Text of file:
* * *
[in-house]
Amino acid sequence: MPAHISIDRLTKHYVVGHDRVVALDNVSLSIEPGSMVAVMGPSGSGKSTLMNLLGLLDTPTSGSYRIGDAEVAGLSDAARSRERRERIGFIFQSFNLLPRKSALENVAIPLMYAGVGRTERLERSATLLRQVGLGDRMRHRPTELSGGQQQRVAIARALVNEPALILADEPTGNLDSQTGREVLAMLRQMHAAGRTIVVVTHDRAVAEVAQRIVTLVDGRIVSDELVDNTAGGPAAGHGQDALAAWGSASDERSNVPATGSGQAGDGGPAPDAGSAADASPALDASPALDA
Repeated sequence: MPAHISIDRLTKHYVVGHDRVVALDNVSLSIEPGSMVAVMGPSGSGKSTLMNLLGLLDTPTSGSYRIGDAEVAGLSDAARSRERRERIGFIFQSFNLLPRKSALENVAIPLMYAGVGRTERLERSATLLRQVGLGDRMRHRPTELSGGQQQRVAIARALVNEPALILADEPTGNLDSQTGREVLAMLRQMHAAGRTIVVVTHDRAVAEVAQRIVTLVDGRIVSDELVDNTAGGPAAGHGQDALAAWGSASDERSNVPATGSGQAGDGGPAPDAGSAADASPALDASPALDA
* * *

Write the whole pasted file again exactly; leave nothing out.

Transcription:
[in-house]
Amino acid sequence: MPAHISIDRLTKHYVVGHDRVVALDNVSLSIEPGSMVAVMGPSGSGKSTLMNLLGLLDTPTSGSYRIGDAEVAGLSDAARSRERRERIGFIFQSFNLLPRKSALENVAIPLMYAGVGRTERLERSATLLRQVGLGDRMRHRPTELSGGQQQRVAIARALVNEPALILADEPTGNLDSQTGREVLAMLRQMHAAGRTIVVVTHDRAVAEVAQRIVTLVDGRIVSDELVDNTAGGPAAGHGQDALAAWGSASDERSNVPATGSGQAGDGGPAPDAGSAADASPALDASPALDA
Repeated sequence: MPAHISIDRLTKHYVVGHDRVVALDNVSLSIEPGSMVAVMGPSGSGKSTLMNLLGLLDTPTSGSYRIGDAEVAGLSDAARSRERRERIGFIFQSFNLLPRKSALENVAIPLMYAGVGRTERLERSATLLRQVGLGDRMRHRPTELSGGQQQRVAIARALVNEPALILADEPTGNLDSQTGREVLAMLRQMHAAGRTIVVVTHDRAVAEVAQRIVTLVDGRIVSDELVDNTAGGPAAGHGQDALAAWGSASDERSNVPATGSGQAGDGGPAPDAGSAADASPALDASPALDA